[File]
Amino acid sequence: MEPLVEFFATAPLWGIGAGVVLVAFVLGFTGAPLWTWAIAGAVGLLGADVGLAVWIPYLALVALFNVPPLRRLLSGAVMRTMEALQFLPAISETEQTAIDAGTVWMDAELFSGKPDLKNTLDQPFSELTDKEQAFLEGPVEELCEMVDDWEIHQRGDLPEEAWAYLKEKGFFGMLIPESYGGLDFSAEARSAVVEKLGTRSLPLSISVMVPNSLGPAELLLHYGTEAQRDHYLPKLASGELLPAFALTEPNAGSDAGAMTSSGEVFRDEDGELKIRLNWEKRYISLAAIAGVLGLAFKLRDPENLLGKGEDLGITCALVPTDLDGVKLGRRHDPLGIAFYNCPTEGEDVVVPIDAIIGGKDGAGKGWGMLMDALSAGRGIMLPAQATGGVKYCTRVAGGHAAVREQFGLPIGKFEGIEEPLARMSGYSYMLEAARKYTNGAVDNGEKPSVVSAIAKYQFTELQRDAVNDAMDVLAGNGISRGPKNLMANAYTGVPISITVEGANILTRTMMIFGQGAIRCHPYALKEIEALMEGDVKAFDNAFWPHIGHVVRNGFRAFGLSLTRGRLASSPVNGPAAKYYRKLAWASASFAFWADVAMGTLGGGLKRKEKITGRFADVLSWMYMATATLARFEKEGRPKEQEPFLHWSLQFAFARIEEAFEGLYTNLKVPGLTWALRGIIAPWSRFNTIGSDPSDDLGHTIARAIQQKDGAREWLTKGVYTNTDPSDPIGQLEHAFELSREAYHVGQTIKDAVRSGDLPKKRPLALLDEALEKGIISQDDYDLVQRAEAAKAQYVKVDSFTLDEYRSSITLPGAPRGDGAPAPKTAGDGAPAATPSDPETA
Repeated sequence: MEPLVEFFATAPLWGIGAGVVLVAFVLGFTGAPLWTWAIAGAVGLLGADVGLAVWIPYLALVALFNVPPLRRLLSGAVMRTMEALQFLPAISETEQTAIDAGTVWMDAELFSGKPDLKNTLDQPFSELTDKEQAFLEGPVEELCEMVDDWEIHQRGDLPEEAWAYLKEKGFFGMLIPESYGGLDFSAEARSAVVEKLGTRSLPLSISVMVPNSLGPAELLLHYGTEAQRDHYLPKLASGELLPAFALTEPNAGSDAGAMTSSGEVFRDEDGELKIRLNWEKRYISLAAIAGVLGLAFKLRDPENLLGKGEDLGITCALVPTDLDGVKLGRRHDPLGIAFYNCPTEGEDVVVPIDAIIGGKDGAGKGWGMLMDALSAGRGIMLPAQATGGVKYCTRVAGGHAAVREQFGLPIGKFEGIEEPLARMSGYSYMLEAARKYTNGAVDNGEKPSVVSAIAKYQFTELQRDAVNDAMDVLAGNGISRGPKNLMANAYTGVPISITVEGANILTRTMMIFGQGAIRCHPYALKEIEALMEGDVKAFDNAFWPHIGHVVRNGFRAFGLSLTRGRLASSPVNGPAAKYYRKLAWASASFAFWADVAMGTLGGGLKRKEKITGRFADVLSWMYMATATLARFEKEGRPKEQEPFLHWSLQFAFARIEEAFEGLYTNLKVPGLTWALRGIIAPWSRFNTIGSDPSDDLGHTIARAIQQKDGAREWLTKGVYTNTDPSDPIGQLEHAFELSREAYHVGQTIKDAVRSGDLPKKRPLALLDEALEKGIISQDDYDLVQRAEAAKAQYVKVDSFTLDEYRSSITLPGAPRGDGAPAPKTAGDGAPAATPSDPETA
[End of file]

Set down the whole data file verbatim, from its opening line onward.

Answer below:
Amino acid sequence: MEPLVEFFATAPLWGIGAGVVLVAFVLGFTGAPLWTWAIAGAVGLLGADVGLAVWIPYLALVALFNVPPLRRLLSGAVMRTMEALQFLPAISETEQTAIDAGTVWMDAELFSGKPDLKNTLDQPFSELTDKEQAFLEGPVEELCEMVDDWEIHQRGDLPEEAWAYLKEKGFFGMLIPESYGGLDFSAEARSAVVEKLGTRSLPLSISVMVPNSLGPAELLLHYGTEAQRDHYLPKLASGELLPAFALTEPNAGSDAGAMTSSGEVFRDEDGELKIRLNWEKRYISLAAIAGVLGLAFKLRDPENLLGKGEDLGITCALVPTDLDGVKLGRRHDPLGIAFYNCPTEGEDVVVPIDAIIGGKDGAGKGWGMLMDALSAGRGIMLPAQATGGVKYCTRVAGGHAAVREQFGLPIGKFEGIEEPLARMSGYSYMLEAARKYTNGAVDNGEKPSVVSAIAKYQFTELQRDAVNDAMDVLAGNGISRGPKNLMANAYTGVPISITVEGANILTRTMMIFGQGAIRCHPYALKEIEALMEGDVKAFDNAFWPHIGHVVRNGFRAFGLSLTRGRLASSPVNGPAAKYYRKLAWASASFAFWADVAMGTLGGGLKRKEKITGRFADVLSWMYMATATLARFEKEGRPKEQEPFLHWSLQFAFARIEEAFEGLYTNLKVPGLTWALRGIIAPWSRFNTIGSDPSDDLGHTIARAIQQKDGAREWLTKGVYTNTDPSDPIGQLEHAFELSREAYHVGQTIKDAVRSGDLPKKRPLALLDEALEKGIISQDDYDLVQRAEAAKAQYVKVDSFTLDEYRSSITLPGAPRGDGAPAPKTAGDGAPAATPSDPETA
Repeated sequence: MEPLVEFFATAPLWGIGAGVVLVAFVLGFTGAPLWTWAIAGAVGLLGADVGLAVWIPYLALVALFNVPPLRRLLSGAVMRTMEALQFLPAISETEQTAIDAGTVWMDAELFSGKPDLKNTLDQPFSELTDKEQAFLEGPVEELCEMVDDWEIHQRGDLPEEAWAYLKEKGFFGMLIPESYGGLDFSAEARSAVVEKLGTRSLPLSISVMVPNSLGPAELLLHYGTEAQRDHYLPKLASGELLPAFALTEPNAGSDAGAMTSSGEVFRDEDGELKIRLNWEKRYISLAAIAGVLGLAFKLRDPENLLGKGEDLGITCALVPTDLDGVKLGRRHDPLGIAFYNCPTEGEDVVVPIDAIIGGKDGAGKGWGMLMDALSAGRGIMLPAQATGGVKYCTRVAGGHAAVREQFGLPIGKFEGIEEPLARMSGYSYMLEAARKYTNGAVDNGEKPSVVSAIAKYQFTELQRDAVNDAMDVLAGNGISRGPKNLMANAYTGVPISITVEGANILTRTMMIFGQGAIRCHPYALKEIEALMEGDVKAFDNAFWPHIGHVVRNGFRAFGLSLTRGRLASSPVNGPAAKYYRKLAWASASFAFWADVAMGTLGGGLKRKEKITGRFADVLSWMYMATATLARFEKEGRPKEQEPFLHWSLQFAFARIEEAFEGLYTNLKVPGLTWALRGIIAPWSRFNTIGSDPSDDLGHTIARAIQQKDGAREWLTKGVYTNTDPSDPIGQLEHAFELSREAYHVGQTIKDAVRSGDLPKKRPLALLDEALEKGIISQDDYDLVQRAEAAKAQYVKVDSFTLDEYRSSITLPGAPRGDGAPAPKTAGDGAPAATPSDPETA